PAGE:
The realities of workplace learning
Whilst the pendulum has clearly shifted so that health professions education is underpinned by the academic rigour provided by university education, one of the key characteristics of the health professions is that much of the learning takes place in clinical environments. Learning in the workplace is one of the central planks of education and training because it enables learners to learn on the job, by doing the job they are training for. In particular it enables learners to:
- become familiar with healthcare contexts, systems and processes
- work with and learn from patients, families and other workers
- develop professional knowledge, e.g. how clinical conditions affect different patients
- develop professional skills, e.g. communicating with patients, procedural/practical skills
- engage in professional socialisation and identity formation, e.g. behaving and acting like a healthcare professional and learning how the other professions work
- continue their professional development.
It is hard to imagine becoming a pharmacist, physiotherapist, doctor or dentist without engaging in the above activities and workplace learning is highly valued (and usually enjoyed) by learners. However, it is not without its challenges.
Griffiths and Guile describe the dual agenda for learners.
‘Learning in work-based contexts involves learners having to come to terms with a dual agenda. They not only have to learn how to draw upon their formal learning and use it to interrogate workplace practices; they also have to learn how to participate within workplace activities and cultures’ (Griffiths and Guile, 1999, p 170).
Learners in particular often report concerns about:
- lacking a clear role or responsibilities
- knowing what is expected of them
- competing demands on time (studying for exams versus taking part in workplace activity or having to ‘do the job’ rather than learning ‘on the job’)
- limited opportunities to be observed and receive feedback on performance
- being unclear about the immediate relevance of workplace learning elements.
• How could you address the above concerns?
• What strategies do you currently use to support workplace learning?
Many of our learners are very knowledgeable individuals, having demonstrated this knowledge in formal assessments and examinations. One of the difficulties for learners, however, is learning how to draw on that knowledge purposefully in order to understand the patients and situations they meet in busy clinical environments. This is one type of challenge. The other, which we explore later, is the need to understand the ways in which teams operate in each particular context they encounter and find ways to fit in and work effectively.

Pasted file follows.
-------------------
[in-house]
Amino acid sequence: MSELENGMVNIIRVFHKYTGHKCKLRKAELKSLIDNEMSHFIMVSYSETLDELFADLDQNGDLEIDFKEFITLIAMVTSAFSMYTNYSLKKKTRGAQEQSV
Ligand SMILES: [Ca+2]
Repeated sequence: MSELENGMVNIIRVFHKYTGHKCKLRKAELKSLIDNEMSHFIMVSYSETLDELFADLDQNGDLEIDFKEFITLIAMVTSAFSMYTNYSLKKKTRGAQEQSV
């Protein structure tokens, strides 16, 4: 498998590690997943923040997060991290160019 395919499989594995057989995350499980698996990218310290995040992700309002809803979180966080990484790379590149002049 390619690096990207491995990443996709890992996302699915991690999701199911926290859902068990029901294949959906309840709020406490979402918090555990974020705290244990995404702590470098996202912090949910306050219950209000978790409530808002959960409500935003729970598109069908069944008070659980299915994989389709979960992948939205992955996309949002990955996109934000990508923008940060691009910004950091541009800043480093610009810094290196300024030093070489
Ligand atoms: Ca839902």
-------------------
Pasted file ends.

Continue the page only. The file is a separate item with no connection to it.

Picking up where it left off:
Clinical teachers are readily able to identify the challenges to workplace learning. Typically they will list issues such as:
- available time/resources
- high turnover of patients, patient flow
- changing expectations (of learners, patients/carers, employers, universities, professional bodies)
- competing demands and priorities (caring, treating or teaching)
- opportunistic nature of clinical work compared to curriculum requirements
- knowing what to teach, when to teach and how to teach it
- increased paperwork and assessment load
- issues around consent
- concerns about risks involved through allowing learners to practice.
• Review the list above and note those you share and those you would add.
• Which one(s) cause you greatest difficulty as a teacher-trainer?
Clinical teachers also have another challenge: trying to fit teaching methods designed for the classroom to the workplace. In the next section we will explore some theoretical perspectives on workplace learning and consider the ways in which they can help us in developing approaches to the support and facilitation of workplace learning.